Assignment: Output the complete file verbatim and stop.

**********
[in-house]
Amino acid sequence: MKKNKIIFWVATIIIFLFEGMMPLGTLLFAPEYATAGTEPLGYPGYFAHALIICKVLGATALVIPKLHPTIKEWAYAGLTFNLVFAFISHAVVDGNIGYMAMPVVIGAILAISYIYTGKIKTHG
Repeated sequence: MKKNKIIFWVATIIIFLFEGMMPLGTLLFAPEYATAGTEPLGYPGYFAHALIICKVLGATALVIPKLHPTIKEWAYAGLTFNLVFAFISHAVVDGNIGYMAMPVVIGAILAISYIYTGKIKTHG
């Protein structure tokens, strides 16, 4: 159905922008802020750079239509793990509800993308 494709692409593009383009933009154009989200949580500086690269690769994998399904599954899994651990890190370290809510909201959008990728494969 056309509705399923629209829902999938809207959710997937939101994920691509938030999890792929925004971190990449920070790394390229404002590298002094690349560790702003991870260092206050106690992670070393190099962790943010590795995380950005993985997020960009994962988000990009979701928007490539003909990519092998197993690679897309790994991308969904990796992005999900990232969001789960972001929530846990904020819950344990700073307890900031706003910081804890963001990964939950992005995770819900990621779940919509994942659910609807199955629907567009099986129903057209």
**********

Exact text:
[in-house]
Amino acid sequence: MKKNKIIFWVATIIIFLFEGMMPLGTLLFAPEYATAGTEPLGYPGYFAHALIICKVLGATALVIPKLHPTIKEWAYAGLTFNLVFAFISHAVVDGNIGYMAMPVVIGAILAISYIYTGKIKTHG
Repeated sequence: MKKNKIIFWVATIIIFLFEGMMPLGTLLFAPEYATAGTEPLGYPGYFAHALIICKVLGATALVIPKLHPTIKEWAYAGLTFNLVFAFISHAVVDGNIGYMAMPVVIGAILAISYIYTGKIKTHG
């Protein structure tokens, strides 16, 4: 159905922008802020750079239509793990509800993308 494709692409593009383009933009154009989200949580500086690269690769994998399904599954899994651990890190370290809510909201959008990728494969 056309509705399923629209829902999938809207959710997937939101994920691509938030999890792929925004971190990449920070790394390229404002590298002094690349560790702003991870260092206050106690992670070393190099962790943010590795995380950005993985997020960009994962988000990009979701928007490539003909990519092998197993690679897309790994991308969904990796992005999900990232969001789960972001929530846990904020819950344990700073307890900031706003910081804890963001990964939950992005995770819900990621779940919509994942659910609807199955629907567009099986129903057209």